Crops are currently seen as either conventionally bred, or genetically modified and therefore requiring significant controls. The resulting harvests from such a crop are segregated accordingly. Significant discussion is ongoing as to whether the new breeding techniques , being referred to as Plant Breeding Innovations (PBIs) should be considered conventional breeding, or genetic modification. PBIs have been under discussion for many years, and a resolution is still not imminent. However a step towards clarity is to be expected in 2018 with the resolution of a particular court case.
In 2016 France brought a case to the European Court of Justice seeking clarity on whether a herbicide-resistant oilseed rape variety bred through mutagenesis (a PBI) should go through the GM approvals process. The result is expected in the first half of 2018 and is expected to have a significant impact on how mutagenesis is viewed, and perhaps even the other PBIs being looked at. Until the court case is completed no official position is expected from the European Commission, and when the Commission has formed an opinion Member States will be able to form policies.
The implications of such technology are wide ranging, and could lead to new varieties with enhanced characteristics becoming available much faster than is currently the case. Increased yields, pest and disease resistance and improved tolerance to a changing climate are just some of the potential benefits to farmers, and enhanced nutritional content and flavour are just some that would be available to consumers. Opposition to the use of technology has been a major disincentive to investing in and therefore ultimately providing some of these benefits, which have long been promised through genetic modification. If the ECJ were to view mutagenesis as a conventional technique, the potential for the development of new improved commercial varieties would be significant.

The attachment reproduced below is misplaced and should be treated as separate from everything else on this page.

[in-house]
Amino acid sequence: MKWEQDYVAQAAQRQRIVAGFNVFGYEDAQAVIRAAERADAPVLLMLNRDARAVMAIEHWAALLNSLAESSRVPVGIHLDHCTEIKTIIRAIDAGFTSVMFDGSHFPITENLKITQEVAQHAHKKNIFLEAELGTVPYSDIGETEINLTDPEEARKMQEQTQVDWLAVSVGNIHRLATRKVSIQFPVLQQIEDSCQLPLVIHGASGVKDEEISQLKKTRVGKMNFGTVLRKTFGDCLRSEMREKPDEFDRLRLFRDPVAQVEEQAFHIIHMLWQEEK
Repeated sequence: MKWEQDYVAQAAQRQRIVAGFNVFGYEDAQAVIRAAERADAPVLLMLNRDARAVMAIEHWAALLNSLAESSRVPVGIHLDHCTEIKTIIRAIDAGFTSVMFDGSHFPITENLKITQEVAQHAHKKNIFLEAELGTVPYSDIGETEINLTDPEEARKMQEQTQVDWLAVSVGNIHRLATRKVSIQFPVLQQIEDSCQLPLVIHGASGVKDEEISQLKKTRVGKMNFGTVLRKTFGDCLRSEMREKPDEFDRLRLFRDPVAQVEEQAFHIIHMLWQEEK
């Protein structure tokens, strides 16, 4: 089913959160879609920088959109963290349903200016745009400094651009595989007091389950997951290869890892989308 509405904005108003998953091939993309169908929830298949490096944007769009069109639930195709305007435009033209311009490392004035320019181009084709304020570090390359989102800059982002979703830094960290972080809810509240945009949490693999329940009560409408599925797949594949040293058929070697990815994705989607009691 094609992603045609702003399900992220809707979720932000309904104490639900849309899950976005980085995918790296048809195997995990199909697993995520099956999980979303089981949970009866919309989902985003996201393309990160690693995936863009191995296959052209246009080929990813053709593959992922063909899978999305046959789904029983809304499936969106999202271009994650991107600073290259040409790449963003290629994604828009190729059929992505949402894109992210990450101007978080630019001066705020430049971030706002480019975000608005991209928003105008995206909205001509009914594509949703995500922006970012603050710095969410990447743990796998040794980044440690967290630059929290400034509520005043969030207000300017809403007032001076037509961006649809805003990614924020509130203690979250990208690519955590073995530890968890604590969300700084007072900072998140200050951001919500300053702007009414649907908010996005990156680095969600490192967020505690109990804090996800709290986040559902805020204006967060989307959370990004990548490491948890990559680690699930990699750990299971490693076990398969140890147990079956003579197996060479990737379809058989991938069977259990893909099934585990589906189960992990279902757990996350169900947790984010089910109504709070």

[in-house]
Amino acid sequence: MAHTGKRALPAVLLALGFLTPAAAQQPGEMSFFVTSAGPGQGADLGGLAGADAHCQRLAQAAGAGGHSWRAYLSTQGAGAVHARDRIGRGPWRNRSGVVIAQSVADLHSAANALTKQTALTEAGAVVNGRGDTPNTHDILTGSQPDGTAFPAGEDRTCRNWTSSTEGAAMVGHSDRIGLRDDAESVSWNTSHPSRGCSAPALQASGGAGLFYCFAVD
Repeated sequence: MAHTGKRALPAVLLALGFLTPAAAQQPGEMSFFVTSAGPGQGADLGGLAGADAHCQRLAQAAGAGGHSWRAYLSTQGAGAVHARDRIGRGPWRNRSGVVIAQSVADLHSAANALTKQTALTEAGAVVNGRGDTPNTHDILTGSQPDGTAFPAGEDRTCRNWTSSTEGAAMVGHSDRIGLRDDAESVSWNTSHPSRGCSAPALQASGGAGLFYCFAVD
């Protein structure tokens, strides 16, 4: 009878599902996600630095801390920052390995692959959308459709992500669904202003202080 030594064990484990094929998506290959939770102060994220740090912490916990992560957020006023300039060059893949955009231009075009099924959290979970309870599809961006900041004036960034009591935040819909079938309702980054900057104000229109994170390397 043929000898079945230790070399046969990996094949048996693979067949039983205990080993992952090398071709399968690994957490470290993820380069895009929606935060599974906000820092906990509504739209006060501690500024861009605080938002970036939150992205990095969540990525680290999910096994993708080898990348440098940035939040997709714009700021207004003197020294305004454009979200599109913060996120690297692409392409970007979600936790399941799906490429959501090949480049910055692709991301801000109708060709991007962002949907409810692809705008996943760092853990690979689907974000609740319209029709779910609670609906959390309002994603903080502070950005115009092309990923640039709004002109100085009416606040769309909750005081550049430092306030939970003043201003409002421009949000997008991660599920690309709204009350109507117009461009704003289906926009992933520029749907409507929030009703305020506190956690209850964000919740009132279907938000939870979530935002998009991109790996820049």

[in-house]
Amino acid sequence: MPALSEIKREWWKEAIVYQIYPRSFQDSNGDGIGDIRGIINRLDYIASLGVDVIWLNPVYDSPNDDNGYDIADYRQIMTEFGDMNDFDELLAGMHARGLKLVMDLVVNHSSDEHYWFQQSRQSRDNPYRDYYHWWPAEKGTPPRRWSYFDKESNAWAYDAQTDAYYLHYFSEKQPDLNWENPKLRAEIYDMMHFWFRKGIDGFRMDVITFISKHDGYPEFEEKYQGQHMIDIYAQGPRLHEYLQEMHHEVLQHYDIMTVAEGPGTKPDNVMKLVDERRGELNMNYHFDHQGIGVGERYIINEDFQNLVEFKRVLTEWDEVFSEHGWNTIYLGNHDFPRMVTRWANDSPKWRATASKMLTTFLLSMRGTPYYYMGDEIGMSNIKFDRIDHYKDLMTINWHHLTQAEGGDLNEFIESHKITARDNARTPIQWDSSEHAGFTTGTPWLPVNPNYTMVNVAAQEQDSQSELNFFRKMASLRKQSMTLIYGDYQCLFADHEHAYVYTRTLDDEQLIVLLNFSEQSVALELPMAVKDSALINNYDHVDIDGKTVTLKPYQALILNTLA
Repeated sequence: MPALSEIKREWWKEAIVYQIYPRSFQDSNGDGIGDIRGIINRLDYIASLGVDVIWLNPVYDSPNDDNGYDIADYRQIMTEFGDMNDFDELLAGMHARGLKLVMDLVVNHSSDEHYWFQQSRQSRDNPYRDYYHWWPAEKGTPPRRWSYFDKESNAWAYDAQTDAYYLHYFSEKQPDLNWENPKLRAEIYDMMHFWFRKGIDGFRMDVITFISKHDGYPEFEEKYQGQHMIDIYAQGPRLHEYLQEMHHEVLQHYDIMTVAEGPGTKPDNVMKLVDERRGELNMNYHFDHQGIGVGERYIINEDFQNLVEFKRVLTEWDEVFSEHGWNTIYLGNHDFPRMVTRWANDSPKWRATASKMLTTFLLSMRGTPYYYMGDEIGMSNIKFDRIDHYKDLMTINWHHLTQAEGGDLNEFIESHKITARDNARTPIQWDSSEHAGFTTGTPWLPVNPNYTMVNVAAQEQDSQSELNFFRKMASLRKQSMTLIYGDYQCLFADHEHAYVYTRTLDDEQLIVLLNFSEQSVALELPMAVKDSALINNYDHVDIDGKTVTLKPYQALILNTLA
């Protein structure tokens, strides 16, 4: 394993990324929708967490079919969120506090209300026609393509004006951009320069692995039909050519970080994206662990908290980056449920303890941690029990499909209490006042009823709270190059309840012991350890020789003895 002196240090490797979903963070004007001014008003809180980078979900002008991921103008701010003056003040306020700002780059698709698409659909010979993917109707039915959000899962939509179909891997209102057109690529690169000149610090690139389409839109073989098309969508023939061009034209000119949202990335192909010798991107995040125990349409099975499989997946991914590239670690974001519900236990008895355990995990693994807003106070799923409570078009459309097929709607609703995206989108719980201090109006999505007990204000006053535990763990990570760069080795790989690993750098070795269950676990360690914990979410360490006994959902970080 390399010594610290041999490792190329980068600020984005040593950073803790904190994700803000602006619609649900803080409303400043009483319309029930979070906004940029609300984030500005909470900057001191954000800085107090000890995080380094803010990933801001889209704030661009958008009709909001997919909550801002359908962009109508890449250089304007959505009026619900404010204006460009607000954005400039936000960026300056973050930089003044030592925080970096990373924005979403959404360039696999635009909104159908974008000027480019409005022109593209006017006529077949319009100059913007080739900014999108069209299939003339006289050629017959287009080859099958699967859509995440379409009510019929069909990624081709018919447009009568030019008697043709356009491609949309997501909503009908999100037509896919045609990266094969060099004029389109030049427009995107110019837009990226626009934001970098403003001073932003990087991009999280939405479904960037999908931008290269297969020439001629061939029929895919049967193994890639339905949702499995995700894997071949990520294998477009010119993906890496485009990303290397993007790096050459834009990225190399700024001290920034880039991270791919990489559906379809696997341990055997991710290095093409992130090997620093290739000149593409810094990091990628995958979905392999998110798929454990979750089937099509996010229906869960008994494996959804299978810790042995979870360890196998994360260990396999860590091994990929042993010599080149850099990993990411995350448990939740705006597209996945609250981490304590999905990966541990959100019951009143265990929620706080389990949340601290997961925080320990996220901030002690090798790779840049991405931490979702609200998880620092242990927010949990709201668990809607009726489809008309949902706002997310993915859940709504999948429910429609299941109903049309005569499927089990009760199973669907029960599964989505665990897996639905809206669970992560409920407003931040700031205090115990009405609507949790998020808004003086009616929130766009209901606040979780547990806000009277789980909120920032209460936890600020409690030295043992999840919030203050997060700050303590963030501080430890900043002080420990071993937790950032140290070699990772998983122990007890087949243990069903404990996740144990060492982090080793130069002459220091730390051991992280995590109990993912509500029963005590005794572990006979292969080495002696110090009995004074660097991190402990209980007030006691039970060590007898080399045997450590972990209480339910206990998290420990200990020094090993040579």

The implications do not just affect the EU, but are truly global. Grain trade is international and depends on the easy movement and blending of varieties. Segregation of conventional and GM crops already takes up resources, so the grain trade emphatically does not want a third segregation for crops from PBIs that do not fit either conventional or genetically modified criteria. Furthermore, other countries are also working on their regulatory frameworks, and a truly problematic situation for export would be if some countries view a variety as GM whilst another views it as conventional.